Some superheroes come with capes, hammers and iron suits that launch them into outer space. Other superheroes come armed with cameras, seeds and quiet grit. Today is #WorldEnvironmentDay, and all this June we're celebrating the environment: starting off with the real-life superheroes who do everything they can to protect and preserve the magical flora and fauna we share our home with.
Zakhuma works as a forest guard and wildlife photographer with the Mizoram Forest Department in Dampa Tiger Reserve in Mizoram. This is one of India’s more remote tiger reserves with a very difficult terrain. This self-taught photographer has created a valuable archive of photographs of Dampa’s biodiversity: plants, animals, insects, amphibians, reptiles, birds, mosses and fungi. Join him on a walk through the jungle and meet the different animals who live there and what it means to protect them and their home.
Jadav and the Tree-Place by Vinayak Varma
Jadav ‘Mulai’ Payeng is a conservationist and recipient of the Padmashree, one of the highest civilian honours awarded by the Indian government. Jadav lives in Majuli, Assam. At the age of 16, distressed by the sight of dying snakes that had washed up on a sandbar banking the Brahmaputra, Jadav decided to plant some trees in the spot. He started small, with bamboos, and grew an entire forest, plant by painstaking plant. Over the next three decades, Jadav and his tree-planting have managed to change the soil in the barren area. The 550-hectare sandbar is now a lush, dense forest and home to a variety of flora and fauna, including elephants, tigers, apes, deer and many species of local and migratory birds. Jadav continues to visit and nurture his forest every day, planting wherever he finds empty patches.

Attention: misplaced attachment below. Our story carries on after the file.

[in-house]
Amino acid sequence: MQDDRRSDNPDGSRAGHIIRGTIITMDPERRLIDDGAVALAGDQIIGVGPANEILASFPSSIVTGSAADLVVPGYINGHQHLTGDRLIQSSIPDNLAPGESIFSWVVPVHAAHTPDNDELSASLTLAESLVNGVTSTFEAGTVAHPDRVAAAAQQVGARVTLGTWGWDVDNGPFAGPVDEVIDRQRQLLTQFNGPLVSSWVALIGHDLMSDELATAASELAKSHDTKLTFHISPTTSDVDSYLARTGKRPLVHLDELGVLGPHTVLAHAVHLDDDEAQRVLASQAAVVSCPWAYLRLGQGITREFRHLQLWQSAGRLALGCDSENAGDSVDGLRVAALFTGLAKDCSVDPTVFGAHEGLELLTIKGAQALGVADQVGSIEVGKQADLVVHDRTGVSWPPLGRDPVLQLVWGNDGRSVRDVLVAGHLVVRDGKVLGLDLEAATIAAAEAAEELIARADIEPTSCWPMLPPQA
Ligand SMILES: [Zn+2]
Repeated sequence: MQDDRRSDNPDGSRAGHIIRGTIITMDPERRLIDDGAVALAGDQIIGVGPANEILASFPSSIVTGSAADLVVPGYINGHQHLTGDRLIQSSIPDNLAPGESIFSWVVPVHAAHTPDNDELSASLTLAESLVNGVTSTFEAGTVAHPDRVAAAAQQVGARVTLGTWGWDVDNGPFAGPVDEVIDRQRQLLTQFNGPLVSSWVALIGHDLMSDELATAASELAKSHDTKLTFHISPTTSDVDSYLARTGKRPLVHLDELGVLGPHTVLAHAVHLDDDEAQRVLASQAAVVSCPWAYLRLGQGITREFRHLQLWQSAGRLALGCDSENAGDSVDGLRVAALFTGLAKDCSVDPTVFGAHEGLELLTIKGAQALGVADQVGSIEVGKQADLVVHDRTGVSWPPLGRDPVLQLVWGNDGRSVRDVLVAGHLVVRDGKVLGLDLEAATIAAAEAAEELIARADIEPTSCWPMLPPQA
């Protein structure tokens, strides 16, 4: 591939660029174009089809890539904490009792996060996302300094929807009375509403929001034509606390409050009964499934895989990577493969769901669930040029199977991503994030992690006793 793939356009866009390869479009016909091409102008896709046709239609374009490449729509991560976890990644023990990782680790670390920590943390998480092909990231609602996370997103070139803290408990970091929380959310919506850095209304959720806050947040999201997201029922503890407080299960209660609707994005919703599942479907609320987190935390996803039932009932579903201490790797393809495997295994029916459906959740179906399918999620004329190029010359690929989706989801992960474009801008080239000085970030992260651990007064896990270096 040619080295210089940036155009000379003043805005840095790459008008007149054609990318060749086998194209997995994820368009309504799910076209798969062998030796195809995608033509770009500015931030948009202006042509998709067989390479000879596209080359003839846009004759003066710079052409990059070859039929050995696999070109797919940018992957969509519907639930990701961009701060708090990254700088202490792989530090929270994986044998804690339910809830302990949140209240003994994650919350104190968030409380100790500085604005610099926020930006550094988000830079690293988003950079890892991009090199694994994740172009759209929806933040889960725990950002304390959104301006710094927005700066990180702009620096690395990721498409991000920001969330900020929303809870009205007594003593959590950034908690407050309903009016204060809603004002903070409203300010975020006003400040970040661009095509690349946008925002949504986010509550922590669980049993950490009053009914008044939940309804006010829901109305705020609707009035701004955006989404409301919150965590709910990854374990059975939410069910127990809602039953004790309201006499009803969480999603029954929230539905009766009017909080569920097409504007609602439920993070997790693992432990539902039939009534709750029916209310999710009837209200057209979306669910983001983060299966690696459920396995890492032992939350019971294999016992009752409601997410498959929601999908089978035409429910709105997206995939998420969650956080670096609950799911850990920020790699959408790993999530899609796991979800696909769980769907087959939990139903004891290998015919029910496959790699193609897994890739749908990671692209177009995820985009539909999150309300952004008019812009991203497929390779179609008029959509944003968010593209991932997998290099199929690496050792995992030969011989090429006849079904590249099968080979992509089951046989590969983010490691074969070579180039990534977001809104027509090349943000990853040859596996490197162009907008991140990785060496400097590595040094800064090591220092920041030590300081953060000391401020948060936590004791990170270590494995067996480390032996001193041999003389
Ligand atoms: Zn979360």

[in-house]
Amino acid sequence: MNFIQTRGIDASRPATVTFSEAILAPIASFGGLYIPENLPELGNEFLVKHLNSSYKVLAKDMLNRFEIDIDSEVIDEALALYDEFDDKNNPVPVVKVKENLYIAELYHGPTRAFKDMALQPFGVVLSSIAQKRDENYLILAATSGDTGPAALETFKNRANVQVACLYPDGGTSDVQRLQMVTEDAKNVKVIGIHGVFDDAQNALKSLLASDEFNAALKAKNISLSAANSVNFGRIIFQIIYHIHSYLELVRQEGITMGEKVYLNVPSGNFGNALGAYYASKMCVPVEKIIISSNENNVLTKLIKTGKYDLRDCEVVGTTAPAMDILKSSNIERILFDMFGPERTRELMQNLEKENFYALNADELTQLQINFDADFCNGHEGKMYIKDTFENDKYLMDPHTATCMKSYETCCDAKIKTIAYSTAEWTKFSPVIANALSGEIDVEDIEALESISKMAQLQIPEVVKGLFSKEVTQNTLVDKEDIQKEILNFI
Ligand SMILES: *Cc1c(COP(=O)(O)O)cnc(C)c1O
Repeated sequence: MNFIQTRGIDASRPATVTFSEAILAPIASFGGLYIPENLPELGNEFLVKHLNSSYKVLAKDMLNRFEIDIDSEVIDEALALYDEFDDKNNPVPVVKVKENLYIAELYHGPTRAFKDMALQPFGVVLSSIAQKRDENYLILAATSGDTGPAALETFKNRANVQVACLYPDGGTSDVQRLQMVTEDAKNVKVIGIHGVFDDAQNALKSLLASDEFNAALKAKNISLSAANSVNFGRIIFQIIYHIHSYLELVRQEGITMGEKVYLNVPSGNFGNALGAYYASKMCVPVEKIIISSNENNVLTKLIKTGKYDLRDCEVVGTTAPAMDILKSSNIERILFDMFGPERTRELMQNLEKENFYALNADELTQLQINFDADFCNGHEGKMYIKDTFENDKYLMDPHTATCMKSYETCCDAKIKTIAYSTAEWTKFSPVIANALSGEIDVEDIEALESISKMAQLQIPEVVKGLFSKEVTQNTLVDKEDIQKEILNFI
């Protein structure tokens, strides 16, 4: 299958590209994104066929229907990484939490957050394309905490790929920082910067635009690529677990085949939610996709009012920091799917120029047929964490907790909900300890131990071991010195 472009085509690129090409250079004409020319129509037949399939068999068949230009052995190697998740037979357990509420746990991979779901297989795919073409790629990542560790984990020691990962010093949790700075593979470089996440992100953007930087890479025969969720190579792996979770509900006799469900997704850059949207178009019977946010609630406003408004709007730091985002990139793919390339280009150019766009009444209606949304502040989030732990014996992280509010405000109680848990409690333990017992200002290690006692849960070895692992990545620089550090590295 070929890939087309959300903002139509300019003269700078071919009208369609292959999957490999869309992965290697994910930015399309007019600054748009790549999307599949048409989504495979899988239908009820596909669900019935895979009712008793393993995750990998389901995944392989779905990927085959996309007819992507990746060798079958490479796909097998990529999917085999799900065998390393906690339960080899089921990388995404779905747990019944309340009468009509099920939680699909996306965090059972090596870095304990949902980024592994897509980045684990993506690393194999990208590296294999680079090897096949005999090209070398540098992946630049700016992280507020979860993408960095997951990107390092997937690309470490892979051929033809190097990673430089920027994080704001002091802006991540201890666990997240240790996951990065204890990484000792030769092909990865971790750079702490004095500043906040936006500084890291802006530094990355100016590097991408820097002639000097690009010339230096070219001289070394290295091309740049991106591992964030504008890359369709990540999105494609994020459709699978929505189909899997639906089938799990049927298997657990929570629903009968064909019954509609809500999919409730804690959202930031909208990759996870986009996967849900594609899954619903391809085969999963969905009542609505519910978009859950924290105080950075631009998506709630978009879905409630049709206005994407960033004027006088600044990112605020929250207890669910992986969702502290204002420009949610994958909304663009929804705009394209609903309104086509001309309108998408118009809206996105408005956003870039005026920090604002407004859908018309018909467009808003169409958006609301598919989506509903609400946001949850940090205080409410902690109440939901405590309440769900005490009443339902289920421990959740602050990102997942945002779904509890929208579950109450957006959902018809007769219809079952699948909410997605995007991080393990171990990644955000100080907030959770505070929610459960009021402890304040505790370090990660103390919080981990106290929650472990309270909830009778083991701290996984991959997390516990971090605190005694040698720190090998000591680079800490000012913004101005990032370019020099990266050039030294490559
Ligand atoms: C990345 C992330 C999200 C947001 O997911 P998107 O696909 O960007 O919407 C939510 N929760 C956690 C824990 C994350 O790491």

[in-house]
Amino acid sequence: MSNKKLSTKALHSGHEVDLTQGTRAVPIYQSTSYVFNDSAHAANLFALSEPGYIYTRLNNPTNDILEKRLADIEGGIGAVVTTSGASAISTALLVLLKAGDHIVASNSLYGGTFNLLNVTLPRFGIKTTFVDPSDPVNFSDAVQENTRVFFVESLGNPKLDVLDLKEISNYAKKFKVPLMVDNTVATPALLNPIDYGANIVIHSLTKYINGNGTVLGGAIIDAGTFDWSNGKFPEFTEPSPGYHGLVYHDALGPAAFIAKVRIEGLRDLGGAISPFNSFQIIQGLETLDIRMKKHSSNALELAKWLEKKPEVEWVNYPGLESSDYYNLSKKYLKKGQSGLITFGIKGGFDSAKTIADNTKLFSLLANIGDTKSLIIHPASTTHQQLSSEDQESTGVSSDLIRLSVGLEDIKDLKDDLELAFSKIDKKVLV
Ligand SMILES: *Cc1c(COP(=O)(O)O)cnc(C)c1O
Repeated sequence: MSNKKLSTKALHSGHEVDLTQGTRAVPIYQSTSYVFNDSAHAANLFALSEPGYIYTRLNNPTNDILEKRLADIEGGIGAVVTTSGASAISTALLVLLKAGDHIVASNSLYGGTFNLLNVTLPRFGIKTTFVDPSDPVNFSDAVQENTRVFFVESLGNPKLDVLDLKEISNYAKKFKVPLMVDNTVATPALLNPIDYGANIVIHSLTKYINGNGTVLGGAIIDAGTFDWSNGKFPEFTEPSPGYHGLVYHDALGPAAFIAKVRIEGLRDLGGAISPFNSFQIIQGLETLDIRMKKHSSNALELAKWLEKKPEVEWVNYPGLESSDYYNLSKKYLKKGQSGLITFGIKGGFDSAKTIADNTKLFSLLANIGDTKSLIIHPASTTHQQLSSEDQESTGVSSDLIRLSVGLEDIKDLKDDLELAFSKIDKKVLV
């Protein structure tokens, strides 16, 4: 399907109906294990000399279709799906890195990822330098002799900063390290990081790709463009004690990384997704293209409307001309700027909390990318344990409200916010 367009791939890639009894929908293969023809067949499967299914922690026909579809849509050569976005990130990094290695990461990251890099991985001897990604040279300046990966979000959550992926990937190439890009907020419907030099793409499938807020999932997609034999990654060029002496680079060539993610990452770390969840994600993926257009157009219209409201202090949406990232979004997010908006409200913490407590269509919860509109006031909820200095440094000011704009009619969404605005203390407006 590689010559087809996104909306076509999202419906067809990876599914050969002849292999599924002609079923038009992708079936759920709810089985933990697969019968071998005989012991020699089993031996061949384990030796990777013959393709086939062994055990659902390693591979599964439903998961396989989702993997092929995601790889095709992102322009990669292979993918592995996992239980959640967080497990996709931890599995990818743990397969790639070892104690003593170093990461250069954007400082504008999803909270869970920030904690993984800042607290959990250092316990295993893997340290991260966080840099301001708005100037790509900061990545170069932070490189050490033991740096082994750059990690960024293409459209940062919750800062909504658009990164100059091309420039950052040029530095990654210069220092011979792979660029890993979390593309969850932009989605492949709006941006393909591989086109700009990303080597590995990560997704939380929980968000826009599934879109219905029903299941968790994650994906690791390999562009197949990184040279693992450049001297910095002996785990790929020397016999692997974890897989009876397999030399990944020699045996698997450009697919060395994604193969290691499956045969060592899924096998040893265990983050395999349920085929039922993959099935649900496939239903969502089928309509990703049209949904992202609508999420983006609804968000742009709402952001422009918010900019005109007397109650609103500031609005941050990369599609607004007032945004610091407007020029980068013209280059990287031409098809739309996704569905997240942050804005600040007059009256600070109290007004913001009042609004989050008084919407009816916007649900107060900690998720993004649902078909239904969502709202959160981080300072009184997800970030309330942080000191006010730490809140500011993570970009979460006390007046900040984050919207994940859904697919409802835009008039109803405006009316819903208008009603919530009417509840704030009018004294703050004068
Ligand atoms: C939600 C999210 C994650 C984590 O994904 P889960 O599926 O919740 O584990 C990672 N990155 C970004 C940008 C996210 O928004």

Wangari Muta Maathai ( 1 April 1940 – 25 September 2011) was an internationally renowned Kenyan environmental political activist and Nobel laureate. She founded the Green Belt Movement, an environmental non-governmental organization focused on the planting of trees, environmental conservation, and women's rights. This lovely book from BookDash introduces readers to the little girl who worked in the fields with her mother and who was worried when she saw the big forests disappearing.
The Last Wilderness Foundation is an NGO that works in urban and rural areas with children to spread awareness about wildlife and biodiversity, and sensitise them towards conservation and the environment. In January 2017, the Last Wilderness Foundation in association with the Kanha Forest Department conducted a camp for 23 visually impaired students from the Ananya Manav Sai Samiti, Jabalpur. 'Welcome to the Forest' is their story.